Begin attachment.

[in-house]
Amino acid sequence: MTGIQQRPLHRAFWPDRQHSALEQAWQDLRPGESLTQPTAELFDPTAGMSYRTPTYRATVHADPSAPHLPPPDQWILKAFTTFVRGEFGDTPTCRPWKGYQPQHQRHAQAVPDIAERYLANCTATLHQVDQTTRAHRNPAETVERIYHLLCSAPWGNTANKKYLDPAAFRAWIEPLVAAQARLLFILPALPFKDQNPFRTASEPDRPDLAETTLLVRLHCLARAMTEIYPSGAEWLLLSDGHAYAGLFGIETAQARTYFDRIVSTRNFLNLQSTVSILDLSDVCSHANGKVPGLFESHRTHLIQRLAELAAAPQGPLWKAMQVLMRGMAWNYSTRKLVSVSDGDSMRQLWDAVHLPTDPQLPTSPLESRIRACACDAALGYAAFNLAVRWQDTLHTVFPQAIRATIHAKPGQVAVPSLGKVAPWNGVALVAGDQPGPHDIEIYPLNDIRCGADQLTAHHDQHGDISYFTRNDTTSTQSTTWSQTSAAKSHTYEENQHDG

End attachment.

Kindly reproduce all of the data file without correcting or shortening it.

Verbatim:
[in-house]
Amino acid sequence: MTGIQQRPLHRAFWPDRQHSALEQAWQDLRPGESLTQPTAELFDPTAGMSYRTPTYRATVHADPSAPHLPPPDQWILKAFTTFVRGEFGDTPTCRPWKGYQPQHQRHAQAVPDIAERYLANCTATLHQVDQTTRAHRNPAETVERIYHLLCSAPWGNTANKKYLDPAAFRAWIEPLVAAQARLLFILPALPFKDQNPFRTASEPDRPDLAETTLLVRLHCLARAMTEIYPSGAEWLLLSDGHAYAGLFGIETAQARTYFDRIVSTRNFLNLQSTVSILDLSDVCSHANGKVPGLFESHRTHLIQRLAELAAAPQGPLWKAMQVLMRGMAWNYSTRKLVSVSDGDSMRQLWDAVHLPTDPQLPTSPLESRIRACACDAALGYAAFNLAVRWQDTLHTVFPQAIRATIHAKPGQVAVPSLGKVAPWNGVALVAGDQPGPHDIEIYPLNDIRCGADQLTAHHDQHGDISYFTRNDTTSTQSTTWSQTSAAKSHTYEENQHDG